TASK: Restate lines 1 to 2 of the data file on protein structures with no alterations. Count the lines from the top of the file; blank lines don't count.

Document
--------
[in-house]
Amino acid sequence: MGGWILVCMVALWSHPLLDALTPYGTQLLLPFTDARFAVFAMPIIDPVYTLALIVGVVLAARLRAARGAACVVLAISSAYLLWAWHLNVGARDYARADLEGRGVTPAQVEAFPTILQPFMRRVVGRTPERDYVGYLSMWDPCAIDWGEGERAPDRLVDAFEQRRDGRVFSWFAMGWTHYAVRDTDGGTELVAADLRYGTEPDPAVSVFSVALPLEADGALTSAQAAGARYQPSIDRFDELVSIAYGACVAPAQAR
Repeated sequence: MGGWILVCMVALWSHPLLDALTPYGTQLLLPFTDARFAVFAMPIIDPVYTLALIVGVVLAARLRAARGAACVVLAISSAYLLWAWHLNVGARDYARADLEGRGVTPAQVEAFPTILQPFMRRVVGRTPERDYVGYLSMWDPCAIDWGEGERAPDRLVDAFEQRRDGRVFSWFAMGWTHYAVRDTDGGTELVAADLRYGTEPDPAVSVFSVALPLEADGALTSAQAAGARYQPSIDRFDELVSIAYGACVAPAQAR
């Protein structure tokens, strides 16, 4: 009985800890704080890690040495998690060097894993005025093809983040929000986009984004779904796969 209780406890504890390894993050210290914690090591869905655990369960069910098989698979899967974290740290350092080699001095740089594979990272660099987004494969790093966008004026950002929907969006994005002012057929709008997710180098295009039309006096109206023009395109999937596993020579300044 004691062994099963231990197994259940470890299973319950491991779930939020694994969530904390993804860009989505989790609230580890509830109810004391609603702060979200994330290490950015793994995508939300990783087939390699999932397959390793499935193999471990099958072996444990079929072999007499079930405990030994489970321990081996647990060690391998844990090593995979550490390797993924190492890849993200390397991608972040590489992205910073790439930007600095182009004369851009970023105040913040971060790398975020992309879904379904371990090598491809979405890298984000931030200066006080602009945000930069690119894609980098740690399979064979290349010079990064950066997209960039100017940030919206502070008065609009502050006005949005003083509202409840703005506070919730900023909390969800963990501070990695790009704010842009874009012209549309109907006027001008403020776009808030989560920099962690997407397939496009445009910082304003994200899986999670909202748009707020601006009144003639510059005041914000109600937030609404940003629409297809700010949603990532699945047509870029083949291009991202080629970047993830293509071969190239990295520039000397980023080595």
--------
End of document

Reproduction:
[in-house]
Amino acid sequence: MGGWILVCMVALWSHPLLDALTPYGTQLLLPFTDARFAVFAMPIIDPVYTLALIVGVVLAARLRAARGAACVVLAISSAYLLWAWHLNVGARDYARADLEGRGVTPAQVEAFPTILQPFMRRVVGRTPERDYVGYLSMWDPCAIDWGEGERAPDRLVDAFEQRRDGRVFSWFAMGWTHYAVRDTDGGTELVAADLRYGTEPDPAVSVFSVALPLEADGALTSAQAAGARYQPSIDRFDELVSIAYGACVAPAQAR